Do You Know How to Find a Real Hunter When Doing Sales Recruiting?
The best marketing campaigns that generate leads need proper sales follow-up by hunters and BRSs who are hungry for new business. My new book, Millennial Sales Hiring: Seven Proven Steps to Recruit, Hire, and Fast Track Your Millennial Sales Teams, just released on Amazon has deeper insights into this special breed of salespeople.
What is your strategy to attract, hire, and retain hunters that can and will get the sales job done?
In a previous article, we talked about some of the key areas that you will consider when profiling your ideal hunter. Now we take a closer look at the critical areas you need to consider as you are selecting your ideal candidate.
Step 2 – Selecting Hunters and BDRs
Hunters and BDRs, according to Objective Management Group (who has done extensive research on high-performance salespeople), in general:
- Prospect without fail
- Sail past gatekeepers
- Sniff out decision makers
- Secure appointments
- Receive plenty of introductions
- Do not seek approval
- Recover quickly from rejection
They have four foundational beliefs for sales success—Passion, Drive, Ownership, Outlook. But, if any of the following misgivings appear—Need for Approval, Imposter Syndrome, Discomfort talking about money, Non-Supportive Decision Making—don’t give up. Many hunters may have one or two misgivings that they may be able to overcome with proper coaching and training.
How to recognize a true hunter
- Before you start investing your time and involving others in the selection process, the most accurate way to determine if candidates are true hunters is to have them take proven assessments that analyze their characteristics and behavior. Here are a few examples:
Behavior—Most hunters have a driving style, a tendency to be task-oriented. They are typically ambitious, pioneering, strong-willed, determined and competitive. They need these behaviors to support increased rejection levels that can accompany new business development.
Motivators—Most hunters are motivated by a clear return-on-investment. If they invest time, money or resources in a meeting or with a prospect, they expect an outcome. They are motivated to take risks to be viewed as a leader. And, they are compelled to keep learning about how to improve the “hunting game.”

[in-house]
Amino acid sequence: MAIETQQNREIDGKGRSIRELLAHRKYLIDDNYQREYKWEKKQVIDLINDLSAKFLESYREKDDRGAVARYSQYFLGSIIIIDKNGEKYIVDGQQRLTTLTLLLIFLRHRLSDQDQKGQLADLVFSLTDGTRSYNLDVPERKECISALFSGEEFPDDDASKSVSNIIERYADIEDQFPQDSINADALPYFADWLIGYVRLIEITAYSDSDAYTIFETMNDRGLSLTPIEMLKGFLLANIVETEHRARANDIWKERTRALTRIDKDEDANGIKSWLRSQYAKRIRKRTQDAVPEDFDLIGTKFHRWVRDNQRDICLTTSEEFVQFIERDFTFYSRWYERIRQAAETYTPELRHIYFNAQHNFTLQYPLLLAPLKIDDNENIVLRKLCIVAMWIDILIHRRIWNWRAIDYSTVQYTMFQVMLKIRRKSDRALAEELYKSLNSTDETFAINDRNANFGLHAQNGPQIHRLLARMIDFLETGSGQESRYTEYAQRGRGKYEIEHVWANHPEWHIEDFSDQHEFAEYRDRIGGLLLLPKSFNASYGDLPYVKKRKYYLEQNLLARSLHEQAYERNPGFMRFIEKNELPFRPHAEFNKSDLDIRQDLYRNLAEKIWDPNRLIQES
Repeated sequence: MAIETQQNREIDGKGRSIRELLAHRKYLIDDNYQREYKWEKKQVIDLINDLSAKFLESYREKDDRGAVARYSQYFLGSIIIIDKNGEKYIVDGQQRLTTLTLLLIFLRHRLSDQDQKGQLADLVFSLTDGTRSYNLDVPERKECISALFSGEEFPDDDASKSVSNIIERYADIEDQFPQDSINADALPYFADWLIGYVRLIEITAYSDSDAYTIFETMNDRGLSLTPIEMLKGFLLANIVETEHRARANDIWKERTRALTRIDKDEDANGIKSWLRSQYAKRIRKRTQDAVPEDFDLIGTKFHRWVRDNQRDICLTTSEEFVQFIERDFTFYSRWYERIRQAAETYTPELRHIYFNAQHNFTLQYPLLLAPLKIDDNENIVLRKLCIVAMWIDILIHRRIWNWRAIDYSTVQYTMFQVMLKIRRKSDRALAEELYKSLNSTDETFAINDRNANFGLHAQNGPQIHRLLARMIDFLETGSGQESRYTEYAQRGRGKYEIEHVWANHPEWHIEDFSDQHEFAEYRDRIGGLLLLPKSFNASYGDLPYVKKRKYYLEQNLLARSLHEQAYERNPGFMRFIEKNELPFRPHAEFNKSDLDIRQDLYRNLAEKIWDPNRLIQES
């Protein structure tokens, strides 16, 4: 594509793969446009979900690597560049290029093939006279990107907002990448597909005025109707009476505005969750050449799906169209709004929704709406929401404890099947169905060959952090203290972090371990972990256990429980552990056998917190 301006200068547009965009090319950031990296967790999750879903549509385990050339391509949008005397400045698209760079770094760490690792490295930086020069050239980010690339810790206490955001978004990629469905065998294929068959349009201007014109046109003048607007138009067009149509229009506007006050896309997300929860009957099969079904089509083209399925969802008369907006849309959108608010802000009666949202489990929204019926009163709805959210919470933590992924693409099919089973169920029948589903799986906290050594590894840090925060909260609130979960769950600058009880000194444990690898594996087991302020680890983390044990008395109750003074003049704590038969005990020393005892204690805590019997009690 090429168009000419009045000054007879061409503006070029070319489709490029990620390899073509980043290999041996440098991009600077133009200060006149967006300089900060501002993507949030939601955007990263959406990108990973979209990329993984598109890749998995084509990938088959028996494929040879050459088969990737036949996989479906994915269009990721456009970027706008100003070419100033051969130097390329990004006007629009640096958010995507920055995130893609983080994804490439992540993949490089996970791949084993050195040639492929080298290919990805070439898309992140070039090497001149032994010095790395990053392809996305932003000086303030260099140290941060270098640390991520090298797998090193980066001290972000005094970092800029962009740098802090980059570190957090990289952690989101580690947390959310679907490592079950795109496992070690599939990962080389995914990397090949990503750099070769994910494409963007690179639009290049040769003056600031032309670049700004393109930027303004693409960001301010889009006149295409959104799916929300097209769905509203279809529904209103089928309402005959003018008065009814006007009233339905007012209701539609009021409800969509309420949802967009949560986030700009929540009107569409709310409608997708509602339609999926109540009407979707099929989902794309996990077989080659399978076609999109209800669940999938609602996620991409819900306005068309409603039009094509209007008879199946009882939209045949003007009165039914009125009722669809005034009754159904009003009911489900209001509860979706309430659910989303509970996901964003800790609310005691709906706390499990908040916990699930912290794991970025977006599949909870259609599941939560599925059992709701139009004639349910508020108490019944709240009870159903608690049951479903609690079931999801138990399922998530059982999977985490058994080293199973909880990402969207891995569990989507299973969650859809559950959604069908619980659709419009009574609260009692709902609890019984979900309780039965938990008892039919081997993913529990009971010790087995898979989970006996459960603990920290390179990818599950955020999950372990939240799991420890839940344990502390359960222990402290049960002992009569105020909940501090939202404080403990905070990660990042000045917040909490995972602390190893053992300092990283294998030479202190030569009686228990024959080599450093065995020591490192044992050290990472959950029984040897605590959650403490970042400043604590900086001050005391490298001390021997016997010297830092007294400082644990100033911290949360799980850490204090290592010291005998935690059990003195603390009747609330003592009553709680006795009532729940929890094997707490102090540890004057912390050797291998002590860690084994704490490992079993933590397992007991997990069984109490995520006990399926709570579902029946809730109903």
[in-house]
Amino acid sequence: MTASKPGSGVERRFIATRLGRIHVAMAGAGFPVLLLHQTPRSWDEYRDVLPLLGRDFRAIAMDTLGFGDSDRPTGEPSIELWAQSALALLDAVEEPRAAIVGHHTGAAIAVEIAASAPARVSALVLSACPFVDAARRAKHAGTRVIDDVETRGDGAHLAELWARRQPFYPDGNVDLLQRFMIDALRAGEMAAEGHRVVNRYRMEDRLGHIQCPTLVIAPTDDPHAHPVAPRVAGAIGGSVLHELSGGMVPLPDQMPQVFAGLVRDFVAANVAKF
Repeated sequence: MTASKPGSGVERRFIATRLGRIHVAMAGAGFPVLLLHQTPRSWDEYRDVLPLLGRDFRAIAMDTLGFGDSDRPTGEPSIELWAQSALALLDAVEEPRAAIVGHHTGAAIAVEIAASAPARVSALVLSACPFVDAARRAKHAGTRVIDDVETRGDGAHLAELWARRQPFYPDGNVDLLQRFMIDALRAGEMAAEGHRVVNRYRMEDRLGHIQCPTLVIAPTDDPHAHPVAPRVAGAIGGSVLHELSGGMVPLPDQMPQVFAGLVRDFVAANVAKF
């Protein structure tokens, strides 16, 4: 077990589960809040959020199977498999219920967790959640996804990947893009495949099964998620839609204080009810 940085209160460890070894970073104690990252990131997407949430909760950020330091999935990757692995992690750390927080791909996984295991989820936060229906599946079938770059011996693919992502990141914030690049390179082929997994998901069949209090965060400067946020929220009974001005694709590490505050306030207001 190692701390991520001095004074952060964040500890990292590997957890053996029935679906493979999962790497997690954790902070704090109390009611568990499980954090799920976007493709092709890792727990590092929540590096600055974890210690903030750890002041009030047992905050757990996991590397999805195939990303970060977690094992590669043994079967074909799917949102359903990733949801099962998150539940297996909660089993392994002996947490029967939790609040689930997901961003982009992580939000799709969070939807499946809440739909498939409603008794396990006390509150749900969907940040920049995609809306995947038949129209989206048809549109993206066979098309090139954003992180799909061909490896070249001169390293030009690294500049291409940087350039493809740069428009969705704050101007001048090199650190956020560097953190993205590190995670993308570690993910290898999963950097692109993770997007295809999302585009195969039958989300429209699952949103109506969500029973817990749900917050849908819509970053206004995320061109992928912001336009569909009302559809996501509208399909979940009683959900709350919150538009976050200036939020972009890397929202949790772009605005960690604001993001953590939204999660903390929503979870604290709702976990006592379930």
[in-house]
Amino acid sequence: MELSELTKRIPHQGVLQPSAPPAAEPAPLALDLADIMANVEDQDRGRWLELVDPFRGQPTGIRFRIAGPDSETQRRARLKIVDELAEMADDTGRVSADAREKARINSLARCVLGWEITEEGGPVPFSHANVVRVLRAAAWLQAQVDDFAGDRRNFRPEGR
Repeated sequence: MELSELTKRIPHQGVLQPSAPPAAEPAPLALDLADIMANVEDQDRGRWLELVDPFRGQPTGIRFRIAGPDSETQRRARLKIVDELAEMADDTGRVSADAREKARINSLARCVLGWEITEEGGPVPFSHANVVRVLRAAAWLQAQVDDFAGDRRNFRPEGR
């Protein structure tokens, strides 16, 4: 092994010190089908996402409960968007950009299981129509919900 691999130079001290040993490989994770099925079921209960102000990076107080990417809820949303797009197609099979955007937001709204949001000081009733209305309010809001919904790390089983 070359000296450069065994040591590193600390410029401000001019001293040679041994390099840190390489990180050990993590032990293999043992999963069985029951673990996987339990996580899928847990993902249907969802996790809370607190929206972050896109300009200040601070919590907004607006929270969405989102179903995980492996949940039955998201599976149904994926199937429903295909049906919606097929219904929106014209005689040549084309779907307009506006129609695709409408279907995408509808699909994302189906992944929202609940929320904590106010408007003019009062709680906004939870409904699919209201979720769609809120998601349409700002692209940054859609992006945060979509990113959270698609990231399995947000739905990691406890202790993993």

- Start with a phone call to screen In the first two to three minutes, you’ll determine if the candidate merits further consideration based on their ability to engage you with their rapport skills and if they zero in on the next step. How you end this call and how the prospective candidate responds is critical. Intentionally close with a put-off. Unless candidates thank you and begin to ask questions, as you would expect them to do with prospects, they don’t belong on your list of in-person interviewees. They must demonstrate that they don’t accept put-offs to earn your consideration.
- After the initial telephone screen comes the interview process. I encourage clients to meet with qualified candidates on 3 different occasions; in 3 different environments; scrutinizing 3 different aspects of their natural wiring that the assessments have uncovered. The idea is to get a variety of perspectives since salespeople call on a variety of people in a variety of situations.
- Although some of the latest technology has changed our tactics, i.e. we can do video interviews, etc. many of the best practices have only been strengthened in the last decade.
Once there is consensus that a candidate merits strong consideration, you’ll already know from the assessments if they fit the hunter profile.
In the next article in this series, I’ll share interesting details about the successful hiring and retaining of a strong hunter.
Leadership Lesson: The most accurate way to determine if candidates are true hunters is to have them take proven assessments.
Leadership Question: What process do you use to ensure that you have high-performance salespeople on your team that includes hunters?